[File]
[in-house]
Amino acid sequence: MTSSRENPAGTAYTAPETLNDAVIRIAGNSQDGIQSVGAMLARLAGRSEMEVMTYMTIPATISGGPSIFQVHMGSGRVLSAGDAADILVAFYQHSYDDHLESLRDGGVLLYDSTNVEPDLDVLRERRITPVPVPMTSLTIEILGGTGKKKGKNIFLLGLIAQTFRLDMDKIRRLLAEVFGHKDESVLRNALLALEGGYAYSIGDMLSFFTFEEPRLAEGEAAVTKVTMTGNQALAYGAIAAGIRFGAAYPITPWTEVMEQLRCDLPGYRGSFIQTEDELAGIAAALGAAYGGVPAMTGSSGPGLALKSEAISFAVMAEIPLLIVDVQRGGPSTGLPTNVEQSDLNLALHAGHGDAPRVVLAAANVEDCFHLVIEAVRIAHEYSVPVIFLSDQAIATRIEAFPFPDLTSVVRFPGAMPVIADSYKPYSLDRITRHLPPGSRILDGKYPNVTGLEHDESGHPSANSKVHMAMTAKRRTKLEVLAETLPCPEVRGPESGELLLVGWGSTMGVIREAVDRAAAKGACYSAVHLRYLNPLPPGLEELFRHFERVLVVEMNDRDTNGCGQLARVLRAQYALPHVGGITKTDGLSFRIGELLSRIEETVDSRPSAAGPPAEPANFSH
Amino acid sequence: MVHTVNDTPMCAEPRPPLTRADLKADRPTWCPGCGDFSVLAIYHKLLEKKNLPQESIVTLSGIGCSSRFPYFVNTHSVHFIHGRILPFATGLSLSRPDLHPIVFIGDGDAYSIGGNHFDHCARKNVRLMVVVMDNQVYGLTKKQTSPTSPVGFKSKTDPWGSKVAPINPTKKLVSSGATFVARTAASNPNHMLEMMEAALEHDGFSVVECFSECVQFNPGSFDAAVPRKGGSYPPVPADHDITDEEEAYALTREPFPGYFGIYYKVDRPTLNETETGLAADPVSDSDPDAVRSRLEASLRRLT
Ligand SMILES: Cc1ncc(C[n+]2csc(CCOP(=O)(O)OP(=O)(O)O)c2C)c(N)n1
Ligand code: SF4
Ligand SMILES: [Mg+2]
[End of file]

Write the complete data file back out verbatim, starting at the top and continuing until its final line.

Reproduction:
[in-house]
Amino acid sequence: MTSSRENPAGTAYTAPETLNDAVIRIAGNSQDGIQSVGAMLARLAGRSEMEVMTYMTIPATISGGPSIFQVHMGSGRVLSAGDAADILVAFYQHSYDDHLESLRDGGVLLYDSTNVEPDLDVLRERRITPVPVPMTSLTIEILGGTGKKKGKNIFLLGLIAQTFRLDMDKIRRLLAEVFGHKDESVLRNALLALEGGYAYSIGDMLSFFTFEEPRLAEGEAAVTKVTMTGNQALAYGAIAAGIRFGAAYPITPWTEVMEQLRCDLPGYRGSFIQTEDELAGIAAALGAAYGGVPAMTGSSGPGLALKSEAISFAVMAEIPLLIVDVQRGGPSTGLPTNVEQSDLNLALHAGHGDAPRVVLAAANVEDCFHLVIEAVRIAHEYSVPVIFLSDQAIATRIEAFPFPDLTSVVRFPGAMPVIADSYKPYSLDRITRHLPPGSRILDGKYPNVTGLEHDESGHPSANSKVHMAMTAKRRTKLEVLAETLPCPEVRGPESGELLLVGWGSTMGVIREAVDRAAAKGACYSAVHLRYLNPLPPGLEELFRHFERVLVVEMNDRDTNGCGQLARVLRAQYALPHVGGITKTDGLSFRIGELLSRIEETVDSRPSAAGPPAEPANFSH
Amino acid sequence: MVHTVNDTPMCAEPRPPLTRADLKADRPTWCPGCGDFSVLAIYHKLLEKKNLPQESIVTLSGIGCSSRFPYFVNTHSVHFIHGRILPFATGLSLSRPDLHPIVFIGDGDAYSIGGNHFDHCARKNVRLMVVVMDNQVYGLTKKQTSPTSPVGFKSKTDPWGSKVAPINPTKKLVSSGATFVARTAASNPNHMLEMMEAALEHDGFSVVECFSECVQFNPGSFDAAVPRKGGSYPPVPADHDITDEEEAYALTREPFPGYFGIYYKVDRPTLNETETGLAADPVSDSDPDAVRSRLEASLRRLT
Ligand SMILES: Cc1ncc(C[n+]2csc(CCOP(=O)(O)OP(=O)(O)O)c2C)c(N)n1
Ligand code: SF4
Ligand SMILES: [Mg+2]